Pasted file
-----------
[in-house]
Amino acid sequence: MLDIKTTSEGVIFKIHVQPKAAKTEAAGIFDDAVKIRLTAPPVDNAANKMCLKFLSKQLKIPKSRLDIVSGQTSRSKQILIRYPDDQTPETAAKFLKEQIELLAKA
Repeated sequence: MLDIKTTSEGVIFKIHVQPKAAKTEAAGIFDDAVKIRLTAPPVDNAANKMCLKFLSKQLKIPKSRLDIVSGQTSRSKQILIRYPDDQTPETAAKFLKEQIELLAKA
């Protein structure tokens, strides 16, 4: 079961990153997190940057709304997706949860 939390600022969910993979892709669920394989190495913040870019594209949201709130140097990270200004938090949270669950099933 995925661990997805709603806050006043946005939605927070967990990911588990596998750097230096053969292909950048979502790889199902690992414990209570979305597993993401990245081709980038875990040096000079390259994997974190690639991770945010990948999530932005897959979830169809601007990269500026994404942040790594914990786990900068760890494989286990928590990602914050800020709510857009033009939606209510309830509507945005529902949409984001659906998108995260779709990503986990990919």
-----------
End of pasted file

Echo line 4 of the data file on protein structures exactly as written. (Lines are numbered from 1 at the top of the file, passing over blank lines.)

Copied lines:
């Protein structure tokens, strides 16, 4: 079961990153997190940057709304997706949860 939390600022969910993979892709669920394989190495913040870019594209949201709130140097990270200004938090949270669950099933 995925661990997805709603806050006043946005939605927070967990990911588990596998750097230096053969292909950048979502790889199902690992414990209570979305597993993401990245081709980038875990040096000079390259994997974190690639991770945010990948999530932005897959979830169809601007990269500026994404942040790594914990786990900068760890494989286990928590990602914050800020709510857009033009939606209510309830509507945005529902949409984001659906998108995260779709990503986990990919």